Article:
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A Spirited Seder in Szczecin

April 12, 2018 3:39 PM

We spent the first days of Passover with the Jews of Szczecin, a Baltic seaport in the northwest corner of Poland. It is a bustling city with approximately 400,000 inhabitants, including some 60 Jews. We quickly discovered that the Jewish community is a very close-knit oneThe Jewish community is a very close-knit one where each member is treasured. Every Shabbat and holiday, they gather at an old apartment that serves as their synagogue, complete with Torah scrolls, Jewish books, and other artifacts from before the war. This apartment served as our headquarters for the duration of our stay.

We landed in Warsaw, where we loaded our rental car with food and other supplies for the Seder before driving six hours to Szczecin. The days preceding the Seder were extremely hectic, compounded by a significant language barrier, but thank G‑d our preparations went smoothly, and we were excited to greet our guests as the sun set on Friday evening and the first Seder night commenced.

The room quickly filled with an eclectic mix of people—children, college students, middle-aged couples, and senior citizens, 30 people with a shared enthusiasm for celebrating their Judaism. Earlier, when we had discussed the Seder with Nikolai, the president of the community, he told us to expect the last person to leave by 10 pm at the latest. In the end, almost everyone lingered past midnight, chatting and enjoying what they called “energia i wibracje,” energy and good vibes.

The highlight of the Seder was the song Ve’hi She'amda:

“And it is this [covenant] that has stood for our forefathers and us. For not just one enemy has stood against us to wipe us out. But in every generation there have been those who have stood against us to wipe us out, and the Holy One, Blessed Be He, saves us from their hands.”

Szczecin was once home to 30,000 Jews and dozens of beautiful synagogues and other institutions. Kristallnacht, deportations to Auschwitz, Polish pogroms after the Holocaust, and years of CommunistHe told us to expect the last person to leave by 10pm oppression took a tremendous toll on this community, and some may debate the possibility of Jewish survival in such an environment. As our guests raised their glasses together, joy evident on their faces, it was living proof that the Jews of Szczecin will continue to endure. We took a brief detour from the Haggadah and launched into a spirited rendition of “Am Yisroel Chai,” and the excitement in the room was palpable.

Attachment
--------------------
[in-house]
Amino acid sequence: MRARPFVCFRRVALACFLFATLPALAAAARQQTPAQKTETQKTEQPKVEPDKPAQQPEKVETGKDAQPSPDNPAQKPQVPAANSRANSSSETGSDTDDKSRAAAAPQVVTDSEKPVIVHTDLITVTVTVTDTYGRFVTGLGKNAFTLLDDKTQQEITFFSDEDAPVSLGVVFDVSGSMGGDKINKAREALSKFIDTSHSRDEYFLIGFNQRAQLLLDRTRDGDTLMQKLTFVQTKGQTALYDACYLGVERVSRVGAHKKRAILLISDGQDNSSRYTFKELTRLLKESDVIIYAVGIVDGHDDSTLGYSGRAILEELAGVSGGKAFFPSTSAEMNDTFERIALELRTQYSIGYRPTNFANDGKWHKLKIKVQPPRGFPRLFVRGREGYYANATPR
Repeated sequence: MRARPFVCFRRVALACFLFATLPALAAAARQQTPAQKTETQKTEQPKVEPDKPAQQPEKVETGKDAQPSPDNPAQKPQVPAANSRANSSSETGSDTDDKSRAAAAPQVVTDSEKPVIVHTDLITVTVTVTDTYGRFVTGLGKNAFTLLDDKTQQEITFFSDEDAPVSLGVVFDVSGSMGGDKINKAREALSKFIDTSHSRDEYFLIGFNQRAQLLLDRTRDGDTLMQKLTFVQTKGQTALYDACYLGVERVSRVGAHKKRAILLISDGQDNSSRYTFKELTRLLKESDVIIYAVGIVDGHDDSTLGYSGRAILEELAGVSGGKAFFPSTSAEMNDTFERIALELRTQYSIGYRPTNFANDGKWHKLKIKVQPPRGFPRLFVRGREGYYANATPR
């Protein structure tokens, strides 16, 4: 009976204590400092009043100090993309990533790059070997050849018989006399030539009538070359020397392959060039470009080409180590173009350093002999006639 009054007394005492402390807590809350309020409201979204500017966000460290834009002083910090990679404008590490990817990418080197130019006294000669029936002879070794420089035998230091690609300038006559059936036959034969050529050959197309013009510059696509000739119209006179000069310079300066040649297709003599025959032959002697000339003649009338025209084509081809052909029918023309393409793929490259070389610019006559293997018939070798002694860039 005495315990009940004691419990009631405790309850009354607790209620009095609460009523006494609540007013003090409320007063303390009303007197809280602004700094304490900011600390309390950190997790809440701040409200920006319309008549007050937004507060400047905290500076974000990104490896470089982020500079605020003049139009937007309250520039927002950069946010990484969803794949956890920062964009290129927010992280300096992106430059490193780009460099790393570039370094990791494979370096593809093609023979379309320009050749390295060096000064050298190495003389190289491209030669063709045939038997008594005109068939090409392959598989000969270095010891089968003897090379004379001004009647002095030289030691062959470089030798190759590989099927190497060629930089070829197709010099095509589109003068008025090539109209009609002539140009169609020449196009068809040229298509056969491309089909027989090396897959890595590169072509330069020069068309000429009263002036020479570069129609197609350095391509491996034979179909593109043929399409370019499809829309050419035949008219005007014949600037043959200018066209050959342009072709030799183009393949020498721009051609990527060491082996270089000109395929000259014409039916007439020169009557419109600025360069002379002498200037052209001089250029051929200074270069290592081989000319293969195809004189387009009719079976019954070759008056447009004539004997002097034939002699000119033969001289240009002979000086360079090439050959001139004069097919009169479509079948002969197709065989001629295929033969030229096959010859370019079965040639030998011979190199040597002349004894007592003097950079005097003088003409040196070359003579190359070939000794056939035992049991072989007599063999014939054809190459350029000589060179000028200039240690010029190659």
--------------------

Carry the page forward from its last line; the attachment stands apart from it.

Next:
As we cleaned up in the early hours of morning, we reflected on the difference between events in places like the United States, where religious freedom is taken for granted, versus our Seder, held in the shadows of Szczecin’s tragic history and current winds of anti-Semitism. We felt that every mitzvah done here was an act of courage and defiance, and we felt privileged to help facilitate that.

Jewish Life in Poland

April 21, 2015 1:07 PM

My phone buzzed. I quickly scanned the email. “You have been selected to be a part of the Rabbinical Student Visitation Program. Assignment: Poland.”

Poland. Its recent memories make us shiver, but we are determined to help the Jews who still live there. We would be spending Passover in Szczecin, which is up north, close to the border with Germany.

We left on March 31, which coincided with the 113th birthday of the Lubavitcher Rebbe, Rabbi Menachem Mendel Schneerson, of righteous memory, who founded this program 72 years ago.

After several delays, many hours and a couple of misunderstandings, we settled into our motel.